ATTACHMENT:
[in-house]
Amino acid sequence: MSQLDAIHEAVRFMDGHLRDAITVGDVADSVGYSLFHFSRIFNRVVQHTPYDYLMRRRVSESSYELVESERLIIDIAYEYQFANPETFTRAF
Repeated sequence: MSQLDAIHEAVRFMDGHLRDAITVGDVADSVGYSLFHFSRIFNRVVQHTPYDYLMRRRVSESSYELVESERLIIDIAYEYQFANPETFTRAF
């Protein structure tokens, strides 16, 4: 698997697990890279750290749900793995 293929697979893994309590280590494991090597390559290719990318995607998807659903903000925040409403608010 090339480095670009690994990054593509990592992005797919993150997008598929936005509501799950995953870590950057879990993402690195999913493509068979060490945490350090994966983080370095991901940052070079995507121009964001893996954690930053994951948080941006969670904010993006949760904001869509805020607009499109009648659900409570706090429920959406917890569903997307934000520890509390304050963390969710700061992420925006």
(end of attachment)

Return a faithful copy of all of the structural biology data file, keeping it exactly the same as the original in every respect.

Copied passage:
[in-house]
Amino acid sequence: MSQLDAIHEAVRFMDGHLRDAITVGDVADSVGYSLFHFSRIFNRVVQHTPYDYLMRRRVSESSYELVESERLIIDIAYEYQFANPETFTRAF
Repeated sequence: MSQLDAIHEAVRFMDGHLRDAITVGDVADSVGYSLFHFSRIFNRVVQHTPYDYLMRRRVSESSYELVESERLIIDIAYEYQFANPETFTRAF
């Protein structure tokens, strides 16, 4: 698997697990890279750290749900793995 293929697979893994309590280590494991090597390559290719990318995607998807659903903000925040409403608010 090339480095670009690994990054593509990592992005797919993150997008598929936005509501799950995953870590950057879990993402690195999913493509068979060490945490350090994966983080370095991901940052070079995507121009964001893996954690930053994951948080941006969670904010993006949760904001869509805020607009499109009648659900409570706090429920959406917890569903997307934000520890509390304050963390969710700061992420925006």